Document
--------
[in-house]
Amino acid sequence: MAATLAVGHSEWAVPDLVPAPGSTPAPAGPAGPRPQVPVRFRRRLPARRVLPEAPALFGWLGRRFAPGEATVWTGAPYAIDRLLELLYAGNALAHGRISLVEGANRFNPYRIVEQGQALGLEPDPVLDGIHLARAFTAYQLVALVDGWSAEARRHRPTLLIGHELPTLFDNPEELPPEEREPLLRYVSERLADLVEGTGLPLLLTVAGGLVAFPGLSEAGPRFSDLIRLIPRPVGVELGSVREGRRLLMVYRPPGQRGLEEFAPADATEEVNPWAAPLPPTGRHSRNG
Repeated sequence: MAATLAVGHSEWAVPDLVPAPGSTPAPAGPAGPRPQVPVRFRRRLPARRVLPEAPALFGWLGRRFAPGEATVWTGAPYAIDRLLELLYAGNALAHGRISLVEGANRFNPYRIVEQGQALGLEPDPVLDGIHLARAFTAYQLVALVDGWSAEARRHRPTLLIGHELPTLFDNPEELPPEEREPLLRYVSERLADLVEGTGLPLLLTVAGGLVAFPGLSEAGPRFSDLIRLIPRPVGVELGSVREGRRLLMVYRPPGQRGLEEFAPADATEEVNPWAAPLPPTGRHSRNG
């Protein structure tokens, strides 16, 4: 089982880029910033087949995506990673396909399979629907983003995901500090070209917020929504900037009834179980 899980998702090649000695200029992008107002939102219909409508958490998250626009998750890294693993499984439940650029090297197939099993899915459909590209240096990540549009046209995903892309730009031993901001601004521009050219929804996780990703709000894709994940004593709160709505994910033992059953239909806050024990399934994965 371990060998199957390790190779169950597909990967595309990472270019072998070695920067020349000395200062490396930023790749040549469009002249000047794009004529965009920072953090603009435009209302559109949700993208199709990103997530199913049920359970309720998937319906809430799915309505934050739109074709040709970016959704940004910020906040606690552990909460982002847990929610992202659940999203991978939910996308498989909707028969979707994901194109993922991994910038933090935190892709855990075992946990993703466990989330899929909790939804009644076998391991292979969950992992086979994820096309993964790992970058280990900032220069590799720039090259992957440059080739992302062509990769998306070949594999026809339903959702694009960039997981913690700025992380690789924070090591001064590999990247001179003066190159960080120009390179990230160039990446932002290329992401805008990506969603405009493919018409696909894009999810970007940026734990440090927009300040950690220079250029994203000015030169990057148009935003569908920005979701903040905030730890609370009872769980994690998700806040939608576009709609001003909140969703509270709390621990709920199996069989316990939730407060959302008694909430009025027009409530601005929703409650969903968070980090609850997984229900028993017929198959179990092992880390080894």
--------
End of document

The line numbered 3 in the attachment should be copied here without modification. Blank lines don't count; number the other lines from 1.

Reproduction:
Repeated sequence: MAATLAVGHSEWAVPDLVPAPGSTPAPAGPAGPRPQVPVRFRRRLPARRVLPEAPALFGWLGRRFAPGEATVWTGAPYAIDRLLELLYAGNALAHGRISLVEGANRFNPYRIVEQGQALGLEPDPVLDGIHLARAFTAYQLVALVDGWSAEARRHRPTLLIGHELPTLFDNPEELPPEEREPLLRYVSERLADLVEGTGLPLLLTVAGGLVAFPGLSEAGPRFSDLIRLIPRPVGVELGSVREGRRLLMVYRPPGQRGLEEFAPADATEEVNPWAAPLPPTGRHSRNG